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TDWI Upside - Where Data Means Business

AI Readiness with Fern Halper

TDWI’s Fern Halper explains what enterprises need to do to prepare for AI and introduces initial results from TDWI’s AI Readiness Assessment.

Fern Halper, vice president and senior research director for advanced analytics at TDWI, joined the latest Speaking of Data podcast to discuss AI readiness, specifically recent trends seen in enterprises using an assessment tool that is freely available from TDWI. [Editor’s note: Speaker quotations have been edited for length and clarity.]

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“AI is on everyone's mind, and with the advent of generative AI, there's a lot of pressure on organizations to get ready for AI,” she began. In TDWI surveys, generative AI has recently been ranking higher than machine learning as a priority for organizations. Self-service BI and other projects are still priorities, but a top priority in 2024 is generative AI.

“It's important to put a data foundation in place and get experience with machine learning before you start building generative AI applications. Many organizations are starting to see that it's not just sort of easy peasy -- you build a prompt interface and you’ve built a generative AI application. Organizations want to use it against their own data, which means their data foundation needs to be in place.”

Halper noted that generative AI has triggered people to think about AI in general, along with more traditional machine learning, natural language processing, and related technologies, and that’s driving a need to determine if your organization is ready for AI. Thus was born the TDWI AI Readiness Assessment

“The way we thought about AI readiness wasn't just around whether you have the necessary algorithms. We were thinking about different dimensions for AI readiness. Is your organization ready for AI? Do you have executives who support AI? Do you have the funding, resources, and culture in place?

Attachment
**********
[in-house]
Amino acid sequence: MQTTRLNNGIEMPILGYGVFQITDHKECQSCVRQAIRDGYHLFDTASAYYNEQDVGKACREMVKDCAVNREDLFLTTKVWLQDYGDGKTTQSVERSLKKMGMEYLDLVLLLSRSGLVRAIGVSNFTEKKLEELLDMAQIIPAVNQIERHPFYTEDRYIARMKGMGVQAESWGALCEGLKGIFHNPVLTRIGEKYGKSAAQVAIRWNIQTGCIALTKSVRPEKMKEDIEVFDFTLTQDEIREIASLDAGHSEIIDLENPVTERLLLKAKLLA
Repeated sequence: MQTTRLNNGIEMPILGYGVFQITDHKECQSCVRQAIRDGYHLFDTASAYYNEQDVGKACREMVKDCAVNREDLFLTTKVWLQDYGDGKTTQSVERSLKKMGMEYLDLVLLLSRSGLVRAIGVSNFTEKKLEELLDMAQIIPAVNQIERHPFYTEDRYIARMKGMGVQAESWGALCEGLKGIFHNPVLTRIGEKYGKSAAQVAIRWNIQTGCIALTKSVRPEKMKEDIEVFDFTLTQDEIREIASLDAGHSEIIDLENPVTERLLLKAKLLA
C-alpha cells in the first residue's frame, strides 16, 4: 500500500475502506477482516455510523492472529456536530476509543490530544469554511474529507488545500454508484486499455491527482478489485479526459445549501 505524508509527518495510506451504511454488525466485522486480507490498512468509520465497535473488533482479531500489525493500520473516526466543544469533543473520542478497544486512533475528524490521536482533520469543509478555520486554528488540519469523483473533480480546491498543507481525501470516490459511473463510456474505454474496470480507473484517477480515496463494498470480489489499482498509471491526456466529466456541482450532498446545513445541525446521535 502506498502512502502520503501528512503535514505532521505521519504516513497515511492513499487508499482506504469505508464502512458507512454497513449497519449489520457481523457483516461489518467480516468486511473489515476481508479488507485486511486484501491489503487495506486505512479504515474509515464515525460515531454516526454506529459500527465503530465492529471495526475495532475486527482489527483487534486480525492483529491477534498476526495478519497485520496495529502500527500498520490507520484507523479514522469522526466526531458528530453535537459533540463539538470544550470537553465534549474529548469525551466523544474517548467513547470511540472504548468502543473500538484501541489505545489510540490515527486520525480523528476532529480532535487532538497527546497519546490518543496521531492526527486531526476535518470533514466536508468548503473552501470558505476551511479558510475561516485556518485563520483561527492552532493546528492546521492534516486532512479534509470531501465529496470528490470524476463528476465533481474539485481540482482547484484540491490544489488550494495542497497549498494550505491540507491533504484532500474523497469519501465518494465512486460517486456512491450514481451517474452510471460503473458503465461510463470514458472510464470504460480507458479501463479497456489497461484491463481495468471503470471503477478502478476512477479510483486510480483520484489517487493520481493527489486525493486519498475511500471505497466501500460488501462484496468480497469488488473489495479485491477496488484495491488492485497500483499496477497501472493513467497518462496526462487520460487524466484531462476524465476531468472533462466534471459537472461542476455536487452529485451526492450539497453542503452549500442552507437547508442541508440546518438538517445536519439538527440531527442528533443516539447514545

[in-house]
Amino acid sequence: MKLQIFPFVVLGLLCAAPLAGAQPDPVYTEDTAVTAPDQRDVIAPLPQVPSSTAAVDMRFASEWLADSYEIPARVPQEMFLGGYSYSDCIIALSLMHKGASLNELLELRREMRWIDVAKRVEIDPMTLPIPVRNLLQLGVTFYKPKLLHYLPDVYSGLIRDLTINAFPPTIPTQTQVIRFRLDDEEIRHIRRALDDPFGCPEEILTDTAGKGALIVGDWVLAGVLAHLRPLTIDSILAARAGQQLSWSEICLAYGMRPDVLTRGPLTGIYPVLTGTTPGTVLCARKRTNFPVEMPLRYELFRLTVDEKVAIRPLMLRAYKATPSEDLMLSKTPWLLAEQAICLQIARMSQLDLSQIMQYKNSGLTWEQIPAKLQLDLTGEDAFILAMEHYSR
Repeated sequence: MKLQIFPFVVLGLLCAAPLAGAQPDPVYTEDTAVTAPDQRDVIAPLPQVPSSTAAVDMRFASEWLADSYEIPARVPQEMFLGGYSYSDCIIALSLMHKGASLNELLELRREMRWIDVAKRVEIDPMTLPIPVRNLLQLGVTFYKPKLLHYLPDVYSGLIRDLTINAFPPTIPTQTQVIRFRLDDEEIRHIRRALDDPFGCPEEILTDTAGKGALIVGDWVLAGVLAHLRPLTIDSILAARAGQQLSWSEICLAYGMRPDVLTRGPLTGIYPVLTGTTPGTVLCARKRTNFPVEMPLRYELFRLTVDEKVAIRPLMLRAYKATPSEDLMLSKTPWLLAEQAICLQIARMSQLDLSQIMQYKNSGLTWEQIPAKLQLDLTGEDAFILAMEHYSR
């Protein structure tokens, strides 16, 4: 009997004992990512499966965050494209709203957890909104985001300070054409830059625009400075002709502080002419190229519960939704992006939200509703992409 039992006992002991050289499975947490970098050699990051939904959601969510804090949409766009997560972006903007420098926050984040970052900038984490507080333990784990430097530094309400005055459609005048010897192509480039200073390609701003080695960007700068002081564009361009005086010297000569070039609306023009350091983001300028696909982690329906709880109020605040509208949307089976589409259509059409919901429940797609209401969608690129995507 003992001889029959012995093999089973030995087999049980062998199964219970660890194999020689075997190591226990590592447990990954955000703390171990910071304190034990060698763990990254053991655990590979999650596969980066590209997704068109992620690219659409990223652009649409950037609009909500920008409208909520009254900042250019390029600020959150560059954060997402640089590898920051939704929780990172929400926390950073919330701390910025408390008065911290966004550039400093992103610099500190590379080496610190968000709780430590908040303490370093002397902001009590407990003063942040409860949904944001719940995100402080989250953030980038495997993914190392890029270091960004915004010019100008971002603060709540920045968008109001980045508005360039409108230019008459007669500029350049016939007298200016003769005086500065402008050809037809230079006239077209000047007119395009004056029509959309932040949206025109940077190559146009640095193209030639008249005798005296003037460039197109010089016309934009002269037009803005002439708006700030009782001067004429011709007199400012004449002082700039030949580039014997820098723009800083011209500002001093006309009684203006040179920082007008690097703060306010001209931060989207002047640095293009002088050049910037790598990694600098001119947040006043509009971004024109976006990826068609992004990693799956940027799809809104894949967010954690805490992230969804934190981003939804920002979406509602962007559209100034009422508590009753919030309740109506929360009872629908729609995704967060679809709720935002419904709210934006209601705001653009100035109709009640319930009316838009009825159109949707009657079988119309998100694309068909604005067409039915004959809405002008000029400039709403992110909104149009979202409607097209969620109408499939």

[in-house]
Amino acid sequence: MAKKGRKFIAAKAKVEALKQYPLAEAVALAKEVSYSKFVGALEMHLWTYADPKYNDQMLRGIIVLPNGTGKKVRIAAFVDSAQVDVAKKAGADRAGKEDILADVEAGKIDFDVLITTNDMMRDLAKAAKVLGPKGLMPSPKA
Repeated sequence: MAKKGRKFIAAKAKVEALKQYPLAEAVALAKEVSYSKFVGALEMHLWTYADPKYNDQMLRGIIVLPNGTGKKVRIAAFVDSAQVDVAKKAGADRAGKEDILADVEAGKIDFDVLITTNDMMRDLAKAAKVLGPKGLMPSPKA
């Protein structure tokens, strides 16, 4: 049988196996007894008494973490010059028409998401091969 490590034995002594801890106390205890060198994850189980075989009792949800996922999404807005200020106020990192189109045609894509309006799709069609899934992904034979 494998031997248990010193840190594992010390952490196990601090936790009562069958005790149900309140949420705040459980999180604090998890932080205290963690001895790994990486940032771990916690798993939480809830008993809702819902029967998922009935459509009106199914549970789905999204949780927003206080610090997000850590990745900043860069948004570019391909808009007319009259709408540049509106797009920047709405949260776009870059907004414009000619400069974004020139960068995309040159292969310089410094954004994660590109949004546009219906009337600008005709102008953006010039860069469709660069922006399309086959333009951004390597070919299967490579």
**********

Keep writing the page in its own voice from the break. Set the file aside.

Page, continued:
“Then there’s the issue of your data -- is it ready for AI? Do you have the right platforms to deal with diverse data that's going to be part of AI -- not just structured but unstructured data? What does that data foundation look like? Are you operationally ready for AI? Once you start building these models, they're going to go into production, so you need to be ready operationally and have teams in place. Do enterprises have the skills needed? Are they familiar with the algorithms and can they make use of them? If you're going to be developing applications, do you have the skills for that?”

Halper explained that many organizations want to build apps with AI, but they’ll need to make sure they have effective governance in place. “Are you prepared from an AI governance perspective or are you even thinking about issues that are important for AI, such as ethics and the responsible use of AI? What about bias? We wrapped the whole thing together and created this assessment that consists of about 75 questions that people can answer to get a score that will help them see how ready they actually are.”

Of all these issues, Halper thinks the most important are data readiness and skills readiness. “The scores for organizational readiness were pretty high [meaning organizations had addressed that issue]. Executives are on board; they’re excited about AI. They want to push a culture of innovation. What executives don’t necessarily understand is that you need a data foundation and the skills, though that simply may not be what executives necessarily think about.”

Data Quality Management